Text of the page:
Irregular Sleeping Cycle in Adults Increases their Risk of Asthma

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No one can ignore the significance of a good night’s sleep when it comes to good health. A new study published in the journal Annals of Allergy, Asthma, and Immunology specifically talks about the duration of sleep and how an irregular sleeping cycle increases the chances of asthma in adults.

This journal is linked with the American College of Allergy, Asthma, and Immunology (ACAAI) and publishes authentic scientific information. This new study tells that both, too much sleep or too little sleep are risk factors for people having asthma, as it may worsen their condition.

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Faith Luyster is the principal investigator and lead author of this study. Luyster says that all previous researches on understanding the sleep cycle tell that having a poor sleep quality worsens asthma in adults. But this new study tells that duration of sleep, either too less or too much also affects it. In comparison with the normal sleep cycle, the short duration and extra-long duration are more prone to asthma attacks which means sleep is a big factor for their health.

The study also tells that people who reported asthma attacks within the last year were also experiencing short sleeping hours (45%) and extremely long hours of sleep (51%). Also, they spent more days affected with disturbed health status, which includes both mental and physical health as compared to other, healthy individuals.

The study investigated 1,389 adults of at least 20 years of age through the survey. All of these participants self-reported for having a history of asthma. Among these participants, 25.9% slept for 5 hours or less than that. 65.9% of them slept between 6-8 hours and only 8.2% of them slept 9 hours or more than that.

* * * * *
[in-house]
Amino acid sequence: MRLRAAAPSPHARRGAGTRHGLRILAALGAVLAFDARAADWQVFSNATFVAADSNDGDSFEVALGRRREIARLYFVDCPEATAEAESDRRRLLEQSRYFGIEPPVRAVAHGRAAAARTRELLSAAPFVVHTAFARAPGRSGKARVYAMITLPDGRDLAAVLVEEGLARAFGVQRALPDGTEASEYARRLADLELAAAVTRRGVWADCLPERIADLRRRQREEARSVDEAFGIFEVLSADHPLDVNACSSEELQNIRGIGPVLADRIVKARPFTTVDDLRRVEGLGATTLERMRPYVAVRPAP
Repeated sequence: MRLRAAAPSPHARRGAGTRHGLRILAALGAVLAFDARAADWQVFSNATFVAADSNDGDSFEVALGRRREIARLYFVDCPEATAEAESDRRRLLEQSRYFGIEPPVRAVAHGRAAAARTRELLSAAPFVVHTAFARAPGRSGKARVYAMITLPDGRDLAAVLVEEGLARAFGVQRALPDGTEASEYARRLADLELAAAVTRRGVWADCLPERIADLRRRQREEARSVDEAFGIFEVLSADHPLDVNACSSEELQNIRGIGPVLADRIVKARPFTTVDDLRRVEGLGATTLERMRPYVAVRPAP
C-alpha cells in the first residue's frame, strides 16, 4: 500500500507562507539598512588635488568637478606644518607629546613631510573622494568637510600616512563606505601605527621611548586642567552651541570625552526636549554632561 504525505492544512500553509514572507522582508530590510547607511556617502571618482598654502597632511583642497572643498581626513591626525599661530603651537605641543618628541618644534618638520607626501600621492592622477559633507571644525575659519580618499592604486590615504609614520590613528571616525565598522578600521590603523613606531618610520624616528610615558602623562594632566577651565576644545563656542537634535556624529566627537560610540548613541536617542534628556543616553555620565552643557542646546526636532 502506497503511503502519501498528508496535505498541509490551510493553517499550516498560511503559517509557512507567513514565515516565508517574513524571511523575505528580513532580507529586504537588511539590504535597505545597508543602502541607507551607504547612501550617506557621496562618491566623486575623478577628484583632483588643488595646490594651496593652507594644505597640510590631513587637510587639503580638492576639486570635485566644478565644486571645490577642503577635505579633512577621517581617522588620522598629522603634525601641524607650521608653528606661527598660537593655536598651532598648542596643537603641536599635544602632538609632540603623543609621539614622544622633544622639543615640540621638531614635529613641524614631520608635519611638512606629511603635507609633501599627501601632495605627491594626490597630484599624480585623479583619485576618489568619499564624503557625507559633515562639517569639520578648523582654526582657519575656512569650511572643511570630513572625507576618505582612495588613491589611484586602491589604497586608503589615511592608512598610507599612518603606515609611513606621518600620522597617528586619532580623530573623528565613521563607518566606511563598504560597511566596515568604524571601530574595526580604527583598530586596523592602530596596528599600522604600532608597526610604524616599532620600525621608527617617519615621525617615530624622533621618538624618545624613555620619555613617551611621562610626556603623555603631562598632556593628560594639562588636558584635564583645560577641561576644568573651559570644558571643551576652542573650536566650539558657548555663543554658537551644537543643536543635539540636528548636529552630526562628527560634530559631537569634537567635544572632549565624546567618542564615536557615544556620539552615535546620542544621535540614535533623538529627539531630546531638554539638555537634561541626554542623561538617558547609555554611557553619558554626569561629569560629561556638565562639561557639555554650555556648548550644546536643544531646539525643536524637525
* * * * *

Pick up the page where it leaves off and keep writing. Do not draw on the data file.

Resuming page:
The information on these sleeping hours was obtained by questions that was;  “How much sleep do you usually get at night on weekdays or workdays?”

Interestingly, the short duration sleepers were young and mostly non-white. While those who slept for longer periods were older in age, mostly women and smoking habits.

Those who sleep for short time reported more incidences of asthma, dry cough, allergies, and even hospitalization for a night at least within last year. And not just this, they also experienced worsened health quality such as days with poor physical and mental health.

The dangers of sleeping longer than normal hinders the person to perform daily tasks. It adds limitations to the quality of his performance, focusing on work, and concentration however no as such odd factors were observed in between the healthy and long duration sleepers.

Dr. Gailen D. Marshall is a certified allergist and member of the American College of Allergy, Asthma, and Immunology (ACAAI) as well as the Editor-in-Chief of Annals of Allergy, Asthma, and Immunology.

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He says that a disturbance in sleeping hours for an asthma patient is no less than a red flag. It also indicates that he is more prone to health complications just because his sleeping hours are either too much or too less.

He further adds that;  “This study adds solid evidence to the practice of asthma patients discussing sleep issues with their allergist to help determine if they need to change their asthma plan to achieve adequate sleep as a component of overall good asthma management. It also warns that consequences can be expected when sleep patterns are chronically inadequate.”

Normally, all allergy specialists are trained to correctly diagnose asthma and design a suitable treatment for the patient. But for reducing the risk, a person who thinks he might have asthma should pay attention to his sleeping duration and set it to a standard, healthy level.

 

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